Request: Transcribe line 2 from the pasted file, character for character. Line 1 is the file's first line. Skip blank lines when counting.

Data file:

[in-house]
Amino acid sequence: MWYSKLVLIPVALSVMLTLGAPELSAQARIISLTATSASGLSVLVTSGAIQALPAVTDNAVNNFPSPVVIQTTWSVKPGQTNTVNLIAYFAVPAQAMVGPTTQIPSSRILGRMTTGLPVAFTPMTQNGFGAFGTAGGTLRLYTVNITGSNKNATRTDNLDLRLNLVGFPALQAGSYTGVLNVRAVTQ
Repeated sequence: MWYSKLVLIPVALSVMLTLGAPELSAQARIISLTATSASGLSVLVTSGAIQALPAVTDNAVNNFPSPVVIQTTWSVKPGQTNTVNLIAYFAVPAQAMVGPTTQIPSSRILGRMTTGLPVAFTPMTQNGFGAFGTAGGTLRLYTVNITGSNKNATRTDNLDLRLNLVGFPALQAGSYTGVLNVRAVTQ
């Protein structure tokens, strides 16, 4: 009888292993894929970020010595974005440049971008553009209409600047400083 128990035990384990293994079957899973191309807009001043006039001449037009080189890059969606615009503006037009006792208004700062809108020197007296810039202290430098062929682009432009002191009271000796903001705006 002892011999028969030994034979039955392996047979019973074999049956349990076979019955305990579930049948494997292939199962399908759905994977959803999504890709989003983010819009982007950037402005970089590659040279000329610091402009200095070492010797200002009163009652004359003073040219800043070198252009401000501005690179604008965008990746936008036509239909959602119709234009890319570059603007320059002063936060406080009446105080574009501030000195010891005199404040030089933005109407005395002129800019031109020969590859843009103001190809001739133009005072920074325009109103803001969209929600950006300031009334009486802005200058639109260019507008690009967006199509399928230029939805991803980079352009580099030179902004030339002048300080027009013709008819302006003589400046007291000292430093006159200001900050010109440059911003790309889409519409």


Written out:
Amino acid sequence: MWYSKLVLIPVALSVMLTLGAPELSAQARIISLTATSASGLSVLVTSGAIQALPAVTDNAVNNFPSPVVIQTTWSVKPGQTNTVNLIAYFAVPAQAMVGPTTQIPSSRILGRMTTGLPVAFTPMTQNGFGAFGTAGGTLRLYTVNITGSNKNATRTDNLDLRLNLVGFPALQAGSYTGVLNVRAVTQ